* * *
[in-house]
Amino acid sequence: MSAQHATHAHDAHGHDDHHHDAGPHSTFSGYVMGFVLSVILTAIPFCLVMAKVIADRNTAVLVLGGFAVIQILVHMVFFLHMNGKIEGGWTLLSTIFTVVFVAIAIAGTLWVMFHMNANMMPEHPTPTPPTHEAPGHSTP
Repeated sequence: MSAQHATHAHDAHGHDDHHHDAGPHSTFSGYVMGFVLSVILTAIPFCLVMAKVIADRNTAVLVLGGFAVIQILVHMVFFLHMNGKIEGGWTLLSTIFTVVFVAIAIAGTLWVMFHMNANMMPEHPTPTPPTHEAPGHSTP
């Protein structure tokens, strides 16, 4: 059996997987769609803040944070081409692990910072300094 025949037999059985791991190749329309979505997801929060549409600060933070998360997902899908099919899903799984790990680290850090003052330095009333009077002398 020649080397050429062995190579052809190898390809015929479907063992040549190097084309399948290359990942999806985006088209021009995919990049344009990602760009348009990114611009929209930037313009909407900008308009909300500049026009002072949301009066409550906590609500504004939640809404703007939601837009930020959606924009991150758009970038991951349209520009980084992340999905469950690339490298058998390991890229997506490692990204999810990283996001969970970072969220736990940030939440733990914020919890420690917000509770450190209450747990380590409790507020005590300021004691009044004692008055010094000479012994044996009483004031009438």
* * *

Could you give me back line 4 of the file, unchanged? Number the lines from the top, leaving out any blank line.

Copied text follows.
């Protein structure tokens, strides 16, 4: 059996997987769609803040944070081409692990910072300094 025949037999059985791991190749329309979505997801929060549409600060933070998360997902899908099919899903799984790990680290850090003052330095009333009077002398 020649080397050429062995190579052809190898390809015929479907063992040549190097084309399948290359990942999806985006088209021009995919990049344009990602760009348009990114611009929209930037313009909407900008308009909300500049026009002072949301009066409550906590609500504004939640809404703007939601837009930020959606924009991150758009970038991951349209520009980084992340999905469950690339490298058998390991890229997506490692990204999810990283996001969970970072969220736990940030939440733990914020919890420690917000509770450190209450747990380590409790507020005590300021004691009044004692008055010094000479012994044996009483004031009438």